Skip to page content
USDA Forest Service
  
Treesearch

Research & Development Treesearch

 
Treesearch Home
About Treesearch
Contact Us
Research & Development
Forest Products Lab
International Institute of Tropical Forestry
Northern
Pacific Northwest
Pacific Southwest
Rocky Mountain
Southern
Help
 

GeoTreesearch


Science.gov - We Participate


USA.gov  Government Made Easy


Global Forest Information Service

US Forest Service
P.O. Box 96090
Washington, D.C.
20090-6090

(202) 205-8333

You are here: Home / Search / Publication Information
Bookmark and Share

Publication Information

(195 KB bytes)

Title: Growth and physiology of loblolly pine in response to long-term resource management: defining growth potential in the southern United States

Author: Samuelson, Lisa J.; Butnor, John; Maier, Chris; Stokes, Tom A.; Johnsen, Kurt; Kane, Michael

Date: 2008

Source: Can. J. for. Res., Vol. 38: 721-732

Publication Series: Miscellaneous Publication

Description: Leaf physiology and stem growth were assessed in loblolly pine (Pinus taeda L.) in response to 10 to 11 years of treatment with weed control (W), weed control plus irrigation (WI), weed control plus irrigation and fertigation (WIF), or weed control plus irrigation, fertigation, and pest control (WIFP) to determine whether increased resource availability can push productivity of loblolly pine closer to its biological growth potential expressed in favorable, exotic environments. Maximum basal area and stem biomass were 41 m2ha-1 and 172 Mg ha-1, respectively, in response to fertigation. Stem-wood biomass production was positively and linearly related to basal area. Belowground woody biomass was highest in the WIF and WIFP treatments averaged 50 Mg ha-1, but the W and WI treatments exploited a greater area of soil with low-density coarse roots. Fertigation increased foliar nitrogen concentration with foliage biomass, but treatment had no effect on leaf physiological parameters or growth efficiency. Comparison with growth rates reported for loblolly pine in Hawaii revealed that loblolly pine grown in its native range can produce high yields observed in exotic environments when stands are below maximum carrying capacity.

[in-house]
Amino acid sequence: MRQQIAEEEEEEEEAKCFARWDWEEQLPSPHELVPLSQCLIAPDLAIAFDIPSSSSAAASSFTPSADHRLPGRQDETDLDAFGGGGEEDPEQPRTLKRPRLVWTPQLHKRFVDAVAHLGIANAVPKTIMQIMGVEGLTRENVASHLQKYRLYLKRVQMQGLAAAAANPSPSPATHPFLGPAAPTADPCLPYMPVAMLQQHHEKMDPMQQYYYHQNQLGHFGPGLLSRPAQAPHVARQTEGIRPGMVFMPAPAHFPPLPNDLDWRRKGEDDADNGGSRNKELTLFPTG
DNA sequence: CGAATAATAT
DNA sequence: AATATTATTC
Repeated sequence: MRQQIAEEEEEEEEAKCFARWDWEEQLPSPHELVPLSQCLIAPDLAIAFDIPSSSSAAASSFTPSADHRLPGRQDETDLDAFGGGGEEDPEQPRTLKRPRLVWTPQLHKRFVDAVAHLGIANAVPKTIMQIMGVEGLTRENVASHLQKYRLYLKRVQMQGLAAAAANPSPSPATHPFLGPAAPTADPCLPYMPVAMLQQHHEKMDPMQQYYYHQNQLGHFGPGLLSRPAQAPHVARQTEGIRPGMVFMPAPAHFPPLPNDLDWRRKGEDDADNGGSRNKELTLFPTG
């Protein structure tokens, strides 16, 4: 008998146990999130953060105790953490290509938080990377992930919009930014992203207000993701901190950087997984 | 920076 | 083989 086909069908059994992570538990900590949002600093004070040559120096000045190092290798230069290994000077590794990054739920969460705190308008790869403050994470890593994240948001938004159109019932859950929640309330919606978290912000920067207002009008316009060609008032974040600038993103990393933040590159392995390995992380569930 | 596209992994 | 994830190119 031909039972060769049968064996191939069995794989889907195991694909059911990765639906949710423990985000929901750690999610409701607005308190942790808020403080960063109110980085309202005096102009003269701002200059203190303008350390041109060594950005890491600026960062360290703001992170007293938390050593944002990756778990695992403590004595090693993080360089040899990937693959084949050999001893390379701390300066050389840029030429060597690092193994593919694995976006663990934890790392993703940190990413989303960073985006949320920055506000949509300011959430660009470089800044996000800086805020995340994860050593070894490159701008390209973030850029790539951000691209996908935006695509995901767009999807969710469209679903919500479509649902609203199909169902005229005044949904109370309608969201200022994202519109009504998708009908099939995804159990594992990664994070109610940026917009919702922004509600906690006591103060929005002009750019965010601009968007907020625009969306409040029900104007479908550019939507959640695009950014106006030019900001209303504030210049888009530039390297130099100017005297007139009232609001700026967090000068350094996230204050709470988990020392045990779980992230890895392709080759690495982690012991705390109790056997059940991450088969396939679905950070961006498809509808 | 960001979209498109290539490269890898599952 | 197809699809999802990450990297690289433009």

Publication Notes:

  • We recommend that you also print this page and attach it to the printout of the article, to retain the full citation information.
  • This article was written and prepared by U.S. Government employees on official time, and is therefore in the public domain.
  • You may send email to pubrequest@fs.fed.us to request a hard copy of this publication. (Please specify exactly which publication you are requesting and your mailing address.)

XML: View XML

Citation:


Samuelson, Lisa J.; Butnor, John; Maier, Chris; Stokes, Tom A.; Johnsen, Kurt; Kane, Michael 2008. Growth and physiology of loblolly pine in response to long-term resource management: defining growth potential in the southern United States. Can. J. for. Res., Vol. 38: 721-732

 


 [ Get Acrobat ]  Get the latest version of the Adobe Acrobat reader or Acrobat Reader for Windows with Search and Accessibility

USDA logo which links to the department's national site. Forest Service logo which links to the agency's national site.